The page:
The Holy and Great Collapsing Council: Why Eastern Orthodoxy is in trouble

Patriarch Kirill, the head of the Russian Orthodox Church leads a mass at the Russian Orthodox church in Havana, February 14, 2016. His meeting with Pope Francis was controversial.Reuters

Eastern Orthodox Churches are gathering shortly in Crete for a highly significant 'Holy and Great Council' aimed at ironing out knotty problems that have accumulated over the last few centuries. It begins on Saturday and supporters hope it will be something like the Second Vatican Council that blew away the cobwebs from the Roman Catholic Church and brought it into the 20th century (it started in 1962). However, the 'Pan-Orthodox Council' – it means all the Orthodox Churches – has run into problems. Several have said they won't be coming after all, and it looks as though it will be a bit of a damp squib.

I thought there was only one Orthodox Church, like the Roman Catholic Church.

It would certainly make life easier. No; there are 14 'autocephalous', self-governing Churches based on national boundaries or historical precedent. There are also some 'autonomous' Churches that are linked to a parent Church but run themselves. Orthodoxy is a tradition rooted in the Eastern, Greek tradition of the early Church Fathers, whereas Roman Catholicism looked to the West. Both accept the historical creeds of the Church, but they have developed in different ways.

And the Pan-Orthodox Council was designed to do what?

It was hoped that all the Orthodox Churches would come to a common mind on six contentious areas: the mission of the Orthodox Church in today's world, the Orthodox Diaspora, autonomy and how it is proclaimed, the sacrament of marriage and its impediments, the importance of fasting and the relations of the Orthodox Church with the rest of the world.

It's hard to see what could go wrong with all that.

They are all very complicated issues involving a huge amount of Church politicking. One of the main problems is that there is a fundamentalist wing in Orthodoxy that sees itself as being in a culture war with liberals, not just in society but in theological terms as well. So the preparatory document on the Church's mission in the world has a bit about peace and social justice, which is too liberal for some; and it talks about "inter-Christian cooperation", which too liberal for others. The 'Diaspora' is a sore point, too: it refers to Orthodox Christians living in places where there isn't really an Orthodox Church. So which Church has authority over them? Marriage is another difficulty; the preparatory document isn't remotely liberal on same-sex marriage, but some think it is. And several Churches think the council will give away too much to other Christian communions, which they don't think are Churches at all.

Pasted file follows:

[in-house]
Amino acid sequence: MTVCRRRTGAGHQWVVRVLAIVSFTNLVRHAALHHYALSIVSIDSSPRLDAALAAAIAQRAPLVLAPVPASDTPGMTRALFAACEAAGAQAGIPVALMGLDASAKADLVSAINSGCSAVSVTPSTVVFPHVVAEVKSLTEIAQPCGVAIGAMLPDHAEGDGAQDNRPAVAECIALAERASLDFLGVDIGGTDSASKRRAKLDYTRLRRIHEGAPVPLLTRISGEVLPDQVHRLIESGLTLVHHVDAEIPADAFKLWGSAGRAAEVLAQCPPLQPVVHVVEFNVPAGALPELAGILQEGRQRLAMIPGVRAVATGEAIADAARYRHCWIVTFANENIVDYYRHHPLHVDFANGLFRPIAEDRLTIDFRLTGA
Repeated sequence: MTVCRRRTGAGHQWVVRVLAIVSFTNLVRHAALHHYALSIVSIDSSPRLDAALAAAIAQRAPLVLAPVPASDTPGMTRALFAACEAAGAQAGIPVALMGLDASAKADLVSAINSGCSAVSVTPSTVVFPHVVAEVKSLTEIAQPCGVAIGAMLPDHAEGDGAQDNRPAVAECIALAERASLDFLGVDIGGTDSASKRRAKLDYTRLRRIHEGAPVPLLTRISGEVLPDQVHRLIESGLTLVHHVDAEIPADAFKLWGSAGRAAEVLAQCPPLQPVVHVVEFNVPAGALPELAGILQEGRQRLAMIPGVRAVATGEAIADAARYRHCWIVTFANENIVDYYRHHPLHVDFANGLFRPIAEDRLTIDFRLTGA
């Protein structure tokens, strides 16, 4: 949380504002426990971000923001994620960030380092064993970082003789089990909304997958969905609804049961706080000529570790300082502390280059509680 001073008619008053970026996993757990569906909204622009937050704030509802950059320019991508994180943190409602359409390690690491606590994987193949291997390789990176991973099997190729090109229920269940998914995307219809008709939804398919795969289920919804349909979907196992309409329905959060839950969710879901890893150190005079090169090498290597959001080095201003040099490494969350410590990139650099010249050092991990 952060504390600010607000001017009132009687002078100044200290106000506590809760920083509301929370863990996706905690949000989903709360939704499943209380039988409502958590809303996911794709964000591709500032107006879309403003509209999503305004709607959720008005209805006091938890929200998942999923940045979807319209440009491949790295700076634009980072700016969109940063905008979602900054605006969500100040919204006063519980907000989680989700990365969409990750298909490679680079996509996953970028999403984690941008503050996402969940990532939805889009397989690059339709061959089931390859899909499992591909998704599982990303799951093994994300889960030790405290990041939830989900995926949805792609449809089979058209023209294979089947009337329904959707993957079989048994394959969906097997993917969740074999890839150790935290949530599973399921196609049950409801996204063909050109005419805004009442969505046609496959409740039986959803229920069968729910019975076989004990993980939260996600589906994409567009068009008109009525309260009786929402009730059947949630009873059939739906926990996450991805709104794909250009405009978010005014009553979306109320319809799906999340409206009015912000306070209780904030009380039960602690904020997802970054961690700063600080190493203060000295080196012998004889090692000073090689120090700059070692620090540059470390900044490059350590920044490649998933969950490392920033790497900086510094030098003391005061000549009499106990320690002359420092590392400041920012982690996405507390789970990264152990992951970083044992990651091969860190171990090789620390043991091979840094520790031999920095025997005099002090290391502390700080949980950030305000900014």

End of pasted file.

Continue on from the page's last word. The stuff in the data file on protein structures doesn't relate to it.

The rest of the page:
But surely all this could have been foreseen?

You'd think so. But this council has been a long time in the preparation, and some events have moved quite quickly. For instance, Russia's annexation of Crimea and incursion into Ukraine has outraged Ukrainians and helped split the Orthodox Church there. And the meeting between Russia's Patriarch Kirill and Pope Francis in Havana infuriated Russian conservatives, who accused him of selling out.

Are there other pressure points?

Qatar is one. Antioch and Jerusalem are at loggerheads because Antioch thinks it has jurisdiction over Qatar and the Qataris have given permission to a cleric from Jerusalem to build a church there. Another is the desire of the Bulgarian Church to get back the bones of King Samuel, who died in 1014. They are a present in a Greek museum, and the Greeks say they aren't giving them back. Then there's a row between the Serbian and Romanian Churches. There's a Romanian minority in Eastern Serbia, and the Romanians send their priests to minister to them; the Serbs say they will break communion with the Romanian Church unless they stop.

What next, an argument about the seating plan?

Funny you should mention that. At the moment there are two possible seating plans for the 500 participants. One emphasises the equality of all the Churches, and is the one preferred by Russia. The other emphasises the primacy of the Ecumenical Patriarch, based in Istanbul, the former capital of the Eastern Roman Empire. It's a very big issue for some Churches. And though the Ecumenical Patriarch is first in prestige among Orthodox Churches, it's tiny. The Russian Orthodox Church has many times its numbers and much more influence.

But presumably all this was known when it was decided to hold the council?

Yes, and perhaps in retrospect it was the triumph of hope over experience. But it looks as though these Churches want to use the council to make a point about their own local difficulties rather than putting them on one side for the greater good. The latest Church to announce its non-participation is the Georgian Church, joining the Bulgarians, Antiochenes and Serbs. Russia is still thinking about it. Whatever happens, it will not have the status of a true ecumenical council and Orthodox Churches will not be bound by what it says. It may be downgraded to a consultative meeting aimed at holding talks about talks.

Does this matter to anyone who isn't an Orthodox Christian?

Yes, it does, for three reasons. First, we are all members of one body, and these turf wars don't do the Church as a whole any credit. Second, in some cases religion is being co-opted for nationalistic purposes at just the time it's needed to be a voice for peace. And third, when there there is a crying need for Churches to make themselves fit for purpose in the 21st century, this looks like an opportunity missed. Many of those involved in planning for this council are men of huge wisdom, virtue and insight. We should pray that their voices prevail, even at the last minute.

Follow Mark Woods on Twitter: @RevMarkWoods